In today’s episode, I’ll be sharing “how fear controls us” through a story about swimming with whales. Tune in for your one tip that you can apply to your life and to your work straight away about how to be able to better control fears and emotions that pop up for you.
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[00:00:19] In about a week, it is my husband’s birthday. And as per this time every year, I go through this thought process of what would be a good gift for his birthday. And it made me think of a gift that I had got him a few years ago, which inspired the topic of today’s podcast episode.
[00:00:40] Now where I live on the Sunshine Coast in Australia, around this time of year in September, whales are migrating south with their new baby calves. A few years ago, I had got Paul an experience with whales.
[00:00:53] And instead of choosing the experience where you can see the whales off a boat. I thought it would be a great idea to be able to swim with the whales.
[00:01:03] So you go out and boat and you get about a hundred meters away from the whales, thinking about where they might be moving to next, you then get in the water in a wetsuit and you get to swim with the whales as they go past you. This seemed like a great idea.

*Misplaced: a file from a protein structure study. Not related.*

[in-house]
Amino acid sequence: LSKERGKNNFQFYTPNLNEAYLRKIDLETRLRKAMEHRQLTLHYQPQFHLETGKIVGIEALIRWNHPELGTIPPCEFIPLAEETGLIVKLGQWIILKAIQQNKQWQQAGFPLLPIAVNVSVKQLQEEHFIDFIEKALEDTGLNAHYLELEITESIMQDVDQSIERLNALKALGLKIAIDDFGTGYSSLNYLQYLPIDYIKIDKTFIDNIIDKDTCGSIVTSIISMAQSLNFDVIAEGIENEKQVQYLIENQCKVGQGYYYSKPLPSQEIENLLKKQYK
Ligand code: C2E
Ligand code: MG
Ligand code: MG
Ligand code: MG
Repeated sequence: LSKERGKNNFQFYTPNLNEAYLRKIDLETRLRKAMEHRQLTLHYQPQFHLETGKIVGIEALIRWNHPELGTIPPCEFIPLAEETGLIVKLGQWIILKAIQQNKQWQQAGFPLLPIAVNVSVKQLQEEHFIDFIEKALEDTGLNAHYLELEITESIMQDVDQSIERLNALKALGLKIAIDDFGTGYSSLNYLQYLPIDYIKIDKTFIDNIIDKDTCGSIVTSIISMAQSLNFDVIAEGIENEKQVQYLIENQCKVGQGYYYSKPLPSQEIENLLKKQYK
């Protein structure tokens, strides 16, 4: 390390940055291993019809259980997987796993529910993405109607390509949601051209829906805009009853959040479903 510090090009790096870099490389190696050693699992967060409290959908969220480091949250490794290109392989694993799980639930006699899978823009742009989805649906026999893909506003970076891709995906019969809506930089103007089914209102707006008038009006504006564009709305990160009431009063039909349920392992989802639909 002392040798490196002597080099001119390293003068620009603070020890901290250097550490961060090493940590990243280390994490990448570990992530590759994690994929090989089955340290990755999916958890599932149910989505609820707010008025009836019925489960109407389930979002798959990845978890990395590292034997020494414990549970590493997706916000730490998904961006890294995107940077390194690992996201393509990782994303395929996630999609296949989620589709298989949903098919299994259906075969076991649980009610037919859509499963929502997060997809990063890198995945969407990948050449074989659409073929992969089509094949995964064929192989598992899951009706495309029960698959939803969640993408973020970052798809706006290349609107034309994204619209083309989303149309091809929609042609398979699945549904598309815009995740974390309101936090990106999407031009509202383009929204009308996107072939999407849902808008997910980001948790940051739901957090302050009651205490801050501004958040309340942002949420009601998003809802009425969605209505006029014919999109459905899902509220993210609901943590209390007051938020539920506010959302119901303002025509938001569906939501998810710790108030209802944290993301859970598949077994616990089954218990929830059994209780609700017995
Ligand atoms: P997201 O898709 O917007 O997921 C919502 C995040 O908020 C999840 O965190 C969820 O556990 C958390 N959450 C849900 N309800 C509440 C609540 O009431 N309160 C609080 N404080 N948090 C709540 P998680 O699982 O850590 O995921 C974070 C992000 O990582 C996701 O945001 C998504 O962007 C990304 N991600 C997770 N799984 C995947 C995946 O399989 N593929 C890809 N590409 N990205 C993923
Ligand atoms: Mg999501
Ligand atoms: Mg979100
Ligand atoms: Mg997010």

[00:01:17] On the morning of the experience we got up early and started to get ready to go on the boat. And I noticed something. I was starting to get snappy. I was really irritable and short with my answers and I was just not like me. So I tried to think what is going on? Why am I feeling an acting this way?
[00:01:38] And as we arrived to the dock, ready to get on the boat. I realized what was happening.
[00:01:44] It was fear. I hadn’t really thought through that if we were swimming with the whales, we would be dropped off a boat in the middle of the ocean, on what turned out to be not a very calm day, with very low visibility. And the emotions that I was feeling was fear. I was feeling fearful of being dumped in the ocean, with a whole lot of wild animals, and swimming with whales, which are actually very massive.
[00:02:16] Now, some people would say, didn’t you think of this prior? It just didn’t occur to me that this would be something that might trigger a fear reflex.
[00:02:25] When I named the fear when I told Paul, “Hey, I realize I’m actually feeling a bit anxious about swimming with whales.”
[00:02:32] I noticed that fear, it started to get quieter. Fear for me and anxiety feels like a knot in my stomach. Everybody feels it a little bit differently. Some people feel the sweat on the palms of their hands, or they get a dry mouth or they feel it in their stomach or somewhere else.
[00:02:51] For me I know when I feel anxious or uncomfortable or fearful, it’s definitely a feeling in my gut. But what I noticed is when I shared my fear, it started to get smaller.
[00:03:03] It seems so simple, but why is this so?
[00:03:09] Dr. Dan Siegel, coined a phrase, “name it to tame it”.
[00:03:13] Psychologist David Rock states “when you experienced significant internal tension and anxiety, you can reduce stress by up to 50% by simply noticing and naming your state”. So the fascinating thing about this is just by noticing that you’re feeling an emotion (and for my case fear), and saying it, you actually reduce it.